New Mexico's suicide rate is the second-highest in the nation - Albuquerque Journal

New Mexico’s suicide rate is the second-highest in the nation

September was National Suicide Prevention Month and, this month, New Mexicans need to be prepared for a new way of dialing local phone numbers that will hopefully save lives.

The National Suicide Prevention Hotline will be changing from the 1-800-273-8255 (TALK) to a much simpler and easier to remember three-digit number, 9-8-8.

The switch to using 9-8-8 is akin to calling 9-1-1 for emergencies, and is much easier to remember in times of crisis. The hotline is in place to enable individuals of all ages to be able to connect with counselors who are trained in suicide prevention and mental health emergencies.

Starting October 24, New Mexicans must use ten digits when dialing local calls as we are one of 35 states that currently permits seven-digit dialing. We have local numbers using 988 as the first three digits, also known as the central office code or local exchange.

On or after October 24, if you use only seven digits for local dialing, your call may not go through or you may hear a recording directing you to use a ten-digit number. There is no need to wait for October 24 to begin using ten-digit phone numbers as this has been enabled since April 24, 2021. Start reprogramming all those numbers in your contact list now!

According to statistics from the New Mexico Department of Health website, New Mexico has the second-highest rate of suicide in the nation, with a rate that is consistently 50% higher than the national average. Suicide is the eighth leading cause of death in our state for all ages, but is the leading cause of death in 15- to 17-year-olds (this rate also includes unintentional injuries). It is the second-highest cause of death in age ranges from 5 to 14 and 18 to 35.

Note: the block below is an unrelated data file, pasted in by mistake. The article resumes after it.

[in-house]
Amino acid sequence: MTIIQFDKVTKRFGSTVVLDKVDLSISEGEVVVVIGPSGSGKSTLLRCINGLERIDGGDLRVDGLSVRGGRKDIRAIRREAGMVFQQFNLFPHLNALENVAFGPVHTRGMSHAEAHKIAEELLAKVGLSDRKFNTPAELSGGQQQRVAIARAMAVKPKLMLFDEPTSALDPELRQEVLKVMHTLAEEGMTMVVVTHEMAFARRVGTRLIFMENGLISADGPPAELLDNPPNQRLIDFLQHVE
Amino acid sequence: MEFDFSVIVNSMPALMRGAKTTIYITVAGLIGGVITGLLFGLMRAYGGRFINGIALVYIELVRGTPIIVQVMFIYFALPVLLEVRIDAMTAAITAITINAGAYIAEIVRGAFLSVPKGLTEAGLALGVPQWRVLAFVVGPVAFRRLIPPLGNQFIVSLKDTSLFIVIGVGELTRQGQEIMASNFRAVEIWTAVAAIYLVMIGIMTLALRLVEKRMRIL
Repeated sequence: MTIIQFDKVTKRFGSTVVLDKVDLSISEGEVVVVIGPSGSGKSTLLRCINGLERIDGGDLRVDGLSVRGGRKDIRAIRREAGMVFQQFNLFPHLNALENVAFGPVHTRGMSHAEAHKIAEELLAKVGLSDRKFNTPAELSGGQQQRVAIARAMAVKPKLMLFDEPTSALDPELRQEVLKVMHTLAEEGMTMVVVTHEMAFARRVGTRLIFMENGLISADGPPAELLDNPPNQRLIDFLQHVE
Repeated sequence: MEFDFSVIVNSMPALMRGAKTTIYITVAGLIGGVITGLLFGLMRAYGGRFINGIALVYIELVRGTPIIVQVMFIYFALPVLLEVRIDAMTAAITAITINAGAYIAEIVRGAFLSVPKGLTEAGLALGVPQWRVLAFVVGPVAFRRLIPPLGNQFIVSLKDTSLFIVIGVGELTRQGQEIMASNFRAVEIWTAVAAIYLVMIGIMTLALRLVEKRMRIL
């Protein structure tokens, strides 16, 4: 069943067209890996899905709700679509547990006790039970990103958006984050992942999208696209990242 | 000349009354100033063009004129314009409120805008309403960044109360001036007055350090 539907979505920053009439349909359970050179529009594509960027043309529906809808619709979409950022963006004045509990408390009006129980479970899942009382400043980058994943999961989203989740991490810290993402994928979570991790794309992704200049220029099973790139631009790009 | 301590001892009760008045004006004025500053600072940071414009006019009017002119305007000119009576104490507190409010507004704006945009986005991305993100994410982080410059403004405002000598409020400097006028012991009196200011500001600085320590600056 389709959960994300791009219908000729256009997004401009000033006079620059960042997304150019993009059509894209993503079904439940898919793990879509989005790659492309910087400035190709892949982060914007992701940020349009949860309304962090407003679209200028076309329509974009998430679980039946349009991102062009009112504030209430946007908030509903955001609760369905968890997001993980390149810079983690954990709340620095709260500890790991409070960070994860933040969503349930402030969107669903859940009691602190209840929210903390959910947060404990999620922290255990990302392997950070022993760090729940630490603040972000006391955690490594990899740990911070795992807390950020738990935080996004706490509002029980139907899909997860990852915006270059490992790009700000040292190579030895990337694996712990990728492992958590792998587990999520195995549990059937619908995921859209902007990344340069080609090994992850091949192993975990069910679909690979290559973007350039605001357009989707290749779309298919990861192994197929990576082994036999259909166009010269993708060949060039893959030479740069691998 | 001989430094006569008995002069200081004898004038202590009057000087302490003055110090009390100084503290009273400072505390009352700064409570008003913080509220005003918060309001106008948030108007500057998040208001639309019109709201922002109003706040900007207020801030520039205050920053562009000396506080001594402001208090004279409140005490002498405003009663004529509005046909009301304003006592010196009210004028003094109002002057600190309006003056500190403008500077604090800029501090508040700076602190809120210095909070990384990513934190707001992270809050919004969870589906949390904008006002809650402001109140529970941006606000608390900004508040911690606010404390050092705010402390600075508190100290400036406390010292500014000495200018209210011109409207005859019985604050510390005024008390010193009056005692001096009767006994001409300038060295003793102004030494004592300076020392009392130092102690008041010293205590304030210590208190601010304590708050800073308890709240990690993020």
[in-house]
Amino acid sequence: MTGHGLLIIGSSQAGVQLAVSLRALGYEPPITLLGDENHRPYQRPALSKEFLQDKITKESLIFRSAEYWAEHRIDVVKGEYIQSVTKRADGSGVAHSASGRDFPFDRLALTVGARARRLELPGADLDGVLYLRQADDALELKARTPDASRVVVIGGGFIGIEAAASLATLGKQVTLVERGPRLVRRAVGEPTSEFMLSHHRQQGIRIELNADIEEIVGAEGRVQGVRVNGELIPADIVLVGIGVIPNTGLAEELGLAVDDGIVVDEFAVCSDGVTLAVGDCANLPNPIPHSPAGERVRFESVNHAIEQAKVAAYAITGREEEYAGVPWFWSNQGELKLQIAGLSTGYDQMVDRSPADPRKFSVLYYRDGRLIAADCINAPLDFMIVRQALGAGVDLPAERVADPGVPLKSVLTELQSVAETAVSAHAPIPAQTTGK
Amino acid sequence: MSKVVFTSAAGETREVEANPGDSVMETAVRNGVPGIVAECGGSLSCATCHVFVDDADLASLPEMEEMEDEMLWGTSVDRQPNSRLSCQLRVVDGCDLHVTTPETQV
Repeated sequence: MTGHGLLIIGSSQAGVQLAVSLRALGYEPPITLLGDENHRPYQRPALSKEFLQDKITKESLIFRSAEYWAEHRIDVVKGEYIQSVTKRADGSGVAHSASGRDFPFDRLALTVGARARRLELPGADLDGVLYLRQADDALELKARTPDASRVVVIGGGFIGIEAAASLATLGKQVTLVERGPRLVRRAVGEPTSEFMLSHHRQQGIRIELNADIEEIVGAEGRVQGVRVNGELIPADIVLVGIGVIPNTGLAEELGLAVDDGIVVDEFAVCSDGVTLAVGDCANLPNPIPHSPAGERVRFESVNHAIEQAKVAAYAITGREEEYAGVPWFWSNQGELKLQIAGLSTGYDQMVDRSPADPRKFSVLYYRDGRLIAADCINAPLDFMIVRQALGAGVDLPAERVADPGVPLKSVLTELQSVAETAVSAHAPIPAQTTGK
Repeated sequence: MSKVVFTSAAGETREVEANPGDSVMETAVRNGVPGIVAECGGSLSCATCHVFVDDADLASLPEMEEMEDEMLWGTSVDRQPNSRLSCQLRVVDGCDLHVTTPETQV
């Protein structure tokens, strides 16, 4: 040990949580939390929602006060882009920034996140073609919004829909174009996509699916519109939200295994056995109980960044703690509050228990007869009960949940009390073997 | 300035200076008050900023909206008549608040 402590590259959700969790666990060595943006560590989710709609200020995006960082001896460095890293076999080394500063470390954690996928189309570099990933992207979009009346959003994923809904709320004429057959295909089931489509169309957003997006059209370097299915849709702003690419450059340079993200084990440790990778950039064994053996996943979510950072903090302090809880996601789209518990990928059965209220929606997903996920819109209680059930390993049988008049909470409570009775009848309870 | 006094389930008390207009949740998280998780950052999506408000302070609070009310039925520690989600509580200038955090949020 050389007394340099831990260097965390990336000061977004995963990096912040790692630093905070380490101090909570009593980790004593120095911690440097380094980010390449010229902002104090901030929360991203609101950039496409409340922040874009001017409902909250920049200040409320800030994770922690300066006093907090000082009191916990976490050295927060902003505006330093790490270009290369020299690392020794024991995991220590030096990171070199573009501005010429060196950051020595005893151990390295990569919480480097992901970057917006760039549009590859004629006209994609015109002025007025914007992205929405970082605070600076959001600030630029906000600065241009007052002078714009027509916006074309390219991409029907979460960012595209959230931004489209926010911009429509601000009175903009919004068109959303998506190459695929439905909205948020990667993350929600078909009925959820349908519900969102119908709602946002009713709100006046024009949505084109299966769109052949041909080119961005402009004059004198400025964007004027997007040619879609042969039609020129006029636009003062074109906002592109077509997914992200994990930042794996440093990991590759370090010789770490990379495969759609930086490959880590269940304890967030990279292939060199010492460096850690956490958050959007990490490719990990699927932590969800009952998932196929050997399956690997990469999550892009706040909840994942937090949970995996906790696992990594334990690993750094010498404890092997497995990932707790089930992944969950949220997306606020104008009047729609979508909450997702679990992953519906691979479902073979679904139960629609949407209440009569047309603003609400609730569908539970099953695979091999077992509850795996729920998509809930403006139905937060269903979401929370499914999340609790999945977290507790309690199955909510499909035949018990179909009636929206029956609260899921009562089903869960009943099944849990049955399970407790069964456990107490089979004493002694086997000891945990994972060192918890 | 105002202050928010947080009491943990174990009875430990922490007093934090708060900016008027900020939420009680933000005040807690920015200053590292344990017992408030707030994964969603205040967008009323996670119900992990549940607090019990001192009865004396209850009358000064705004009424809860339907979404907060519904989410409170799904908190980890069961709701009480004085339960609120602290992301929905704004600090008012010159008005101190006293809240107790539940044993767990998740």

Rates are also increasing, doubling in those aged 65-74 and tripling in 10- to 14-year-olds. Rates are three times higher in males than females, and highest amongst Caucasian and Indigenous people in our state.

Additionally, adolescents who identify as members of the LGBTQ+ community are more likely to die by suicide than heterosexual teens of the same age.

About two-thirds of individuals who complete suicide suffer from depression. Depression is, unfortunately, common in children and teens, and seems to have become even more so during the pandemic. In fact, 0.5% of kids 3-5 years of age, 1.4% of kids 6-11 years old, and 5-11% of adolescents 12-17 years of age (shockingly, almost 20% of teenage girls) suffer from depression. Depression can also run in families. Kids and teens often will not tell you outright that they are depressed, so it can be helpful to know some of the warning signs.

Depression can be exhibited by multiple different symptoms in kids and teens. These symptoms may include: sadness or irritability; change in sleep patterns and eating habits; weight loss or gain; no longer enjoying things that made them happy; isolating themselves from friends or social groups; fatigue or low energy; exhibiting low self-esteem; decreased focus or drop in grades; complaining of physical aches and pains with no identifiable cause; seeming uncaring about the future; neglect of personal appearance or responsibilities; self-harm; using drugs or alcohol; and talking about self-harm or suicide.

If you are concerned about your child or teen, schedule an appointment with their health care provider.

At home, I encourage you to talk with and listen to your children with love and support. Asking someone if they are thinking about hurting themselves or ending their life does not encourage them to do so. In fact, giving them the safe space to talk about how they are feeling can be both supportive and protective.

Coping skills you may assist them in developing are: relaxation, focusing on their strengths, helping them to describe their feelings, looking at their problems in a different more positive way, and breaking down their problems into smaller more manageable steps. Lock up medication and weapons, separating ammunition from the firearm. There is a much higher suicide success rate in homes with firearms.

In addition, make sure they have trusted contacts to call if they are feeling worse and teach them to share their concerns with you if their friends are depressed or suicidal.

You are loved, your life has worth and you matter.

Melissa Mason is a general pediatrician with Journey Pediatrics in Albuquerque. Please send your questions to


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